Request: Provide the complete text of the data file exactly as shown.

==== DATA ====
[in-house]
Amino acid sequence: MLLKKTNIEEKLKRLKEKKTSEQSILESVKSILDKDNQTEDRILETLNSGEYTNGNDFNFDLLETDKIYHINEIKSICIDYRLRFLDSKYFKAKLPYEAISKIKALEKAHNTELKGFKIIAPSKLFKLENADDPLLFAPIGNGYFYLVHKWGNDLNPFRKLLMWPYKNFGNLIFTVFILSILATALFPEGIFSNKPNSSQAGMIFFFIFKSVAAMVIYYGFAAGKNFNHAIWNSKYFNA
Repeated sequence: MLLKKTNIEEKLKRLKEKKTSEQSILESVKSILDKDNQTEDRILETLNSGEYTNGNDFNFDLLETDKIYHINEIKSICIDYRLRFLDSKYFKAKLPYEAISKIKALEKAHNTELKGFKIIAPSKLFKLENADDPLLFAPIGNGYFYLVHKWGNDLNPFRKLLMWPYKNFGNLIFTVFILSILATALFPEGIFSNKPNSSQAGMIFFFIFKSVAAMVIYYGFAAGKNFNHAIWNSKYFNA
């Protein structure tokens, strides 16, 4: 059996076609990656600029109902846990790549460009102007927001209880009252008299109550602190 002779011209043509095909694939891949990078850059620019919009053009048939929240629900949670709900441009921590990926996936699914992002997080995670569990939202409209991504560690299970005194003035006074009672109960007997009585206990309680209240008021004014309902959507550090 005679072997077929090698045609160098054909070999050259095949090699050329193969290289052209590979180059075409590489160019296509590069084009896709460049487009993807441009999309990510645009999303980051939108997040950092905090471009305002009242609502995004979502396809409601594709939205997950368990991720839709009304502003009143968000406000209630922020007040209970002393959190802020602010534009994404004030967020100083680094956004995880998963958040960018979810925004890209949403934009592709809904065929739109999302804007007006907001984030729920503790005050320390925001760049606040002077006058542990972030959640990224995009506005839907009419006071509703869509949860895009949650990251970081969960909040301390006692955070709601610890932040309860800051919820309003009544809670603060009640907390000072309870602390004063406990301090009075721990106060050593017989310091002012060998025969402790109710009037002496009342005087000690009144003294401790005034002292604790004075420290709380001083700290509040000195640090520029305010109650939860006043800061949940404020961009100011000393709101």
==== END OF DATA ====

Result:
[in-house]
Amino acid sequence: MLLKKTNIEEKLKRLKEKKTSEQSILESVKSILDKDNQTEDRILETLNSGEYTNGNDFNFDLLETDKIYHINEIKSICIDYRLRFLDSKYFKAKLPYEAISKIKALEKAHNTELKGFKIIAPSKLFKLENADDPLLFAPIGNGYFYLVHKWGNDLNPFRKLLMWPYKNFGNLIFTVFILSILATALFPEGIFSNKPNSSQAGMIFFFIFKSVAAMVIYYGFAAGKNFNHAIWNSKYFNA
Repeated sequence: MLLKKTNIEEKLKRLKEKKTSEQSILESVKSILDKDNQTEDRILETLNSGEYTNGNDFNFDLLETDKIYHINEIKSICIDYRLRFLDSKYFKAKLPYEAISKIKALEKAHNTELKGFKIIAPSKLFKLENADDPLLFAPIGNGYFYLVHKWGNDLNPFRKLLMWPYKNFGNLIFTVFILSILATALFPEGIFSNKPNSSQAGMIFFFIFKSVAAMVIYYGFAAGKNFNHAIWNSKYFNA
């Protein structure tokens, strides 16, 4: 059996076609990656600029109902846990790549460009102007927001209880009252008299109550602190 002779011209043509095909694939891949990078850059620019919009053009048939929240629900949670709900441009921590990926996936699914992002997080995670569990939202409209991504560690299970005194003035006074009672109960007997009585206990309680209240008021004014309902959507550090 005679072997077929090698045609160098054909070999050259095949090699050329193969290289052209590979180059075409590489160019296509590069084009896709460049487009993807441009999309990510645009999303980051939108997040950092905090471009305002009242609502995004979502396809409601594709939205997950368990991720839709009304502003009143968000406000209630922020007040209970002393959190802020602010534009994404004030967020100083680094956004995880998963958040960018979810925004890209949403934009592709809904065929739109999302804007007006907001984030729920503790005050320390925001760049606040002077006058542990972030959640990224995009506005839907009419006071509703869509949860895009949650990251970081969960909040301390006692955070709601610890932040309860800051919820309003009544809670603060009640907390000072309870602390004063406990301090009075721990106060050593017989310091002012060998025969402790109710009037002496009342005087000690009144003294401790005034002292604790004075420290709380001083700290509040000195640090520029305010109650939860006043800061949940404020961009100011000393709101």